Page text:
This is one of Paul’s earliest letters, perhaps his earliest, written during his second missionary journey. It was written to the church in Thessalonica, and many things that Paul alludes to in this letter can be found in Acts 16-17, from his troubles in Phillipi to all that happened when he started the church in Thessalonica.
When you read Acts 17, you find out that he was forced to leave Thessalonica much earlier than he had probably wanted to because of some troublemaking Jews who despised the gospel, and who as a result, got him in trouble with the local authorities.
Because of this, and perhaps because of persecution these new Christians were going through from their own countrymen, Paul had been worried that perhaps they were starting to falter in their faith. And so he sent Timothy to check on them, and to his relief, he found that despite their afflictions, they were doing just fine.
And so from the very beginning, he tells them how much he thanks God for all of them. But in doing so, I think we see the marks of a genuine faith. What are they?
We continually remember before our God and Father your work produced by faith, your labor prompted by love, and your endurance inspired by hope in our Lord Jesus Christ. (3)
1. A genuine faith doesn’t simply sit. It produces fruit, namely good works. Jesus said, “You can tell a tree by its fruit. A good tree produces good fruit, and a bad tree produces bad fruit.” (Matthew 7:16-20)
2. A genuine faith is prompted by its love for God and for others. It doesn’t do things because it feels obligated or forced. It delights to do these things.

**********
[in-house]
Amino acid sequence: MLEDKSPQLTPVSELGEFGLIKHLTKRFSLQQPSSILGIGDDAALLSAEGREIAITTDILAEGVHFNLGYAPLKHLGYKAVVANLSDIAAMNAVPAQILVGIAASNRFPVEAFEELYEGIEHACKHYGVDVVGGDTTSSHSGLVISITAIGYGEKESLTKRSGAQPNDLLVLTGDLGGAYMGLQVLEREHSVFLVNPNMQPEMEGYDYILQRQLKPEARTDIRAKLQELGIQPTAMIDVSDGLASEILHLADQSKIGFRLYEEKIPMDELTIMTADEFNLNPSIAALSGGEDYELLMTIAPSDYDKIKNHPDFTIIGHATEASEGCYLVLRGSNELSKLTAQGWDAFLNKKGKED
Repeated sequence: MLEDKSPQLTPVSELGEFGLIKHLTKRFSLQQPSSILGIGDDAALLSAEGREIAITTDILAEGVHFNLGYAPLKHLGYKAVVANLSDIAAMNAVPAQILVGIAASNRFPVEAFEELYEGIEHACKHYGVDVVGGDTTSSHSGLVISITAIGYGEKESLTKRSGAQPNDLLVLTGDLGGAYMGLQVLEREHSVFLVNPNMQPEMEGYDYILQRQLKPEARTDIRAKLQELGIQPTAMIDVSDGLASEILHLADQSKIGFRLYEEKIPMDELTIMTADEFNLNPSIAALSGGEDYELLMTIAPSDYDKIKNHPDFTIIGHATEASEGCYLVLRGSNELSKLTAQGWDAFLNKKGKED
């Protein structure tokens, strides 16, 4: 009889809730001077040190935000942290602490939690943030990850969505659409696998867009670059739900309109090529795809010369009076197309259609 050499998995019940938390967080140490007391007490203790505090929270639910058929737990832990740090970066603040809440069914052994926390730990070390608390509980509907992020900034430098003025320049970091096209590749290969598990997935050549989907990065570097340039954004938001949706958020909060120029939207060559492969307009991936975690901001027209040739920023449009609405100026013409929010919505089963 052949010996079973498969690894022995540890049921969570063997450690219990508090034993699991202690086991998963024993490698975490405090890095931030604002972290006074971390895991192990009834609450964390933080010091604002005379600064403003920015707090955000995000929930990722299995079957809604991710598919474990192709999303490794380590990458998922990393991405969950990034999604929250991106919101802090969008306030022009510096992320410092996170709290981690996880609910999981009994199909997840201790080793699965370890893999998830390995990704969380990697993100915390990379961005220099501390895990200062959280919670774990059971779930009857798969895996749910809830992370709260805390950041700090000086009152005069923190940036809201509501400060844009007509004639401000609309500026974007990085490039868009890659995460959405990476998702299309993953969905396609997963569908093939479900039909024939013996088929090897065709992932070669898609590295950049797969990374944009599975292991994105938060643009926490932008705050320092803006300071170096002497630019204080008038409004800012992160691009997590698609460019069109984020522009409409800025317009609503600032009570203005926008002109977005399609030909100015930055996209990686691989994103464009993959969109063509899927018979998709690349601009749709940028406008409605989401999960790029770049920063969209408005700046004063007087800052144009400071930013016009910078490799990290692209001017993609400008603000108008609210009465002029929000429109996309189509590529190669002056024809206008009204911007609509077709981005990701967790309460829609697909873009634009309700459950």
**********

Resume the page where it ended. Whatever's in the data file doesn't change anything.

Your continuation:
3. A genuine faith has hope for the future, that Jesus will come back and that all that is wrong in the world will be made right. And because of that, it can endure all things, including any trials or persecutions that may come.
That’s what Paul and others saw in the Thessalonians.
But there is more.
4. Genuine faith comes when people hear the gospel, and the Holy Spirit convicts their hearts of sin. In short, people cannot claim to have genuine faith and willfully continue in sin. Rather, they understand how bad it is, and the price Jesus paid that we might be forgiven. (5)
5. Genuine faith comes with the power to change through the Holy Spirit, who not only convicts us of sin, but renews our hearts so that we can live a new life. (5) He in fact, comes to dwell within us and renews us day by day.
6. Genuine faith is also filled with joy through the Holy Spirit, even when facing trials. (6)
7. Genuine faith makes itself known to the those around them. People around us can tell there’s a difference in us. (8)
What kind of difference? That we no longer serve the gods of this world, whether idols, money, possessions, sex, or other such things. That we now in every way serve the true and living God. As a result, our focus is no longer on things of earth, but on things of heaven. And with that comes love, hope, and inexpressible joy, which brings us right back to our first three points.
What kind of faith do you have?